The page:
These cars set new land speed records at Bonneville in 1953. We acquired our car from its long-term owner via Hemmings classified ad.
Why is this relatively common car in the collection? Frankly, it deserves more attention than it ordinarily gets in the annals of performance sports cars. With a crude but torqued engine with a bore of 3.44 inches and a stroke of 4.38 inches, it was capable of great pulling power, so much so that the American versions have the first gear blocked out. Beyond that, however, this 2.6 liter four-cylinder 90 horsepower basic Austin engine, was reliable, and consequently somewhat apart from other sports cars available in the early 1950s.
As a publicity stunt and also as a test of the endurance of this engine, Donald Healey took a stock passenger car to the International Record Trials at Bonneville Salt Flats in September 1953. He broke over 100 class D (2.0 to 3.3-litre engine displacement) records and he also broke the all American stock car record distances from 5 to 3,000 miles. In addition, the strictly stock Austin Healey averaged 104 miles per hour for 30 hours with a high top speed, and a modified stocker achieved a two way average of 142.6 miles per hour! The company advertised “the world’s fastest production car.”
In his automobile biography The Healey Story, Geoffrey Healey describes the extent to which the AAA determined that the Bonneville records would be set by pure stock cars, “Two production ‘100’ vehicles had been selected at random from dealers showrooms in California by officials of the American Automobile Association who kept them under tight control on the 1000 mile drive to Wendover, Utah, just outside of Bonneville. Two servicemen drove the cars all the way with the AAA officials beside them. We were allowed to select one of these cars for the attack on the American National Stockcar Records but they only allowed us to work on the car under the eagle eyes of the AAA observers. Only factory listed parts and spares could be used. After checking the cars on the forecourt of the motel we went out on the Flats and Donald Healey tried them around the 10-mile circuit.”
The beautiful body was designed by Gerry Coker and to this day, represents a timeless styling, particularly the early folding windshield versions which, though very impractical (as we will see in the driver impressions) gave the car a sexy look and increased the top speed in the down position. With its first gear boxed out, the Austin four-speed transmission gave three useful speeds, but an overdrive which was actuated in second and third gear gave in effect five speeds. Because of the power/weight of the engine, they easily achieved 60 miles at 2500 RPM.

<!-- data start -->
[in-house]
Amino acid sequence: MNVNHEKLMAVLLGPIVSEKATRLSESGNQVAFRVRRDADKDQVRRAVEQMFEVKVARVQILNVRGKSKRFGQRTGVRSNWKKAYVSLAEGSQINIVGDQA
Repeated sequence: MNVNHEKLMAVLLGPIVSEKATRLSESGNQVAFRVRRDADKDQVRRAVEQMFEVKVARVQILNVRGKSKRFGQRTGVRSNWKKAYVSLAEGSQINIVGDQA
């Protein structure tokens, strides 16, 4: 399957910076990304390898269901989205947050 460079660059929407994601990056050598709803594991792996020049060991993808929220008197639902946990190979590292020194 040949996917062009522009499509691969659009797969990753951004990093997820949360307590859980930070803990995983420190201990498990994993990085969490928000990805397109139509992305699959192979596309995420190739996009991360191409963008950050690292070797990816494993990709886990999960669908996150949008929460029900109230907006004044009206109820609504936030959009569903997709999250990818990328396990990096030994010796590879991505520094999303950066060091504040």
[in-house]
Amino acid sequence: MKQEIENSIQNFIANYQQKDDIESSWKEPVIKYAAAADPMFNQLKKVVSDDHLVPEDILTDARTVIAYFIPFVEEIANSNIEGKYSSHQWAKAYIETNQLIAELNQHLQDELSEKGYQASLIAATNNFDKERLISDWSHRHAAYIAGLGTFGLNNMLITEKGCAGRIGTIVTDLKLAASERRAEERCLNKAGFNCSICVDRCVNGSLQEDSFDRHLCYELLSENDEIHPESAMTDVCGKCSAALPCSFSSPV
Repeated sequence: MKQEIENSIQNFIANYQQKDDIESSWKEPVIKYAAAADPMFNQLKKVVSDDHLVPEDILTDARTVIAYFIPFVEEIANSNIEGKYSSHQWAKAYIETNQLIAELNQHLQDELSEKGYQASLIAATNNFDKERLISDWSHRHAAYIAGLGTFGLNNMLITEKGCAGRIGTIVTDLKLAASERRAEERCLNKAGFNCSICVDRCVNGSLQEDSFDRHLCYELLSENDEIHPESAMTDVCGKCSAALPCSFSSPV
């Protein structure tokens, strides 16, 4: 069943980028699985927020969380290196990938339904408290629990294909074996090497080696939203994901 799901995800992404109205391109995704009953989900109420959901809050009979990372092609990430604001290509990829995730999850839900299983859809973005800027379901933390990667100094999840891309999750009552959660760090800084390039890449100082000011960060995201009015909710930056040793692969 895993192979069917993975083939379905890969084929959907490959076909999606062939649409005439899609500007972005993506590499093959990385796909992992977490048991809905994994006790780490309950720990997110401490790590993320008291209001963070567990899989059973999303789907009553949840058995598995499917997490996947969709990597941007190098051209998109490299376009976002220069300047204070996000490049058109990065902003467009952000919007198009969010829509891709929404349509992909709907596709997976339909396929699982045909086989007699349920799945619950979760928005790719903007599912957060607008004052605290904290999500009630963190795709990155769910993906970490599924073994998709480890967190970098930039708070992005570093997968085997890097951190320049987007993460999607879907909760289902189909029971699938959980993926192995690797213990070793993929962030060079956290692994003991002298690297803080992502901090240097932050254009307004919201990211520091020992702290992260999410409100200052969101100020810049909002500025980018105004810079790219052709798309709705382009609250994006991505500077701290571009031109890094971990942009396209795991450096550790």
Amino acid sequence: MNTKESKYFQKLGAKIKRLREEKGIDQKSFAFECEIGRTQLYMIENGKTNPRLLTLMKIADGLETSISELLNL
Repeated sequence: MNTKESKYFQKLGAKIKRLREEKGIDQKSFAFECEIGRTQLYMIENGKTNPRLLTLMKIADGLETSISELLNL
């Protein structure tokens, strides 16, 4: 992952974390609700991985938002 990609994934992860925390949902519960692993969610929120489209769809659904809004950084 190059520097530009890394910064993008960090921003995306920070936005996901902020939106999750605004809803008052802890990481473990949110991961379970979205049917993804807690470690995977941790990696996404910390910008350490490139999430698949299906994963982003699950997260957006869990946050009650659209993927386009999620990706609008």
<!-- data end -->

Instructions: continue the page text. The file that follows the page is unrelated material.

As occurs with many production sports cars, the first model is usually the most classic, or at least the most attractive. Later came the heavier, less sporting 100-6 version which had creature comfort modifications described Road and Track in January 1957 as “two more cylinders, two more seats, two more wheelbase inches, and two more miles per hour.” Its acceleration was not much better than the more primitive 100-4 model.
In 1954, Road and Track Magazine wrote regarding the effort at Bonneville, “Even more significant are the new production stock car records. This car finally cracked a 16-year-old American unlimited record of 107.66 mph held by supercharged Cord, by clocking 109.23 mph for five miles. The Austin Healey set the 24 hour mark for international Class D racing cars at an average of 104.32 mph for the 24 hour distance.”
There’s nothing special to say about our car. When I realized the excellent Bonneville history and recognized that the 100-4, with its folding windshield is the one to get, looking best in the black color, it was easy to find a fine example in Hemmings from a long-term owner who restored the car but was moving to Florida as part of his retirement. I hope I convinced him that his beauty has a good home.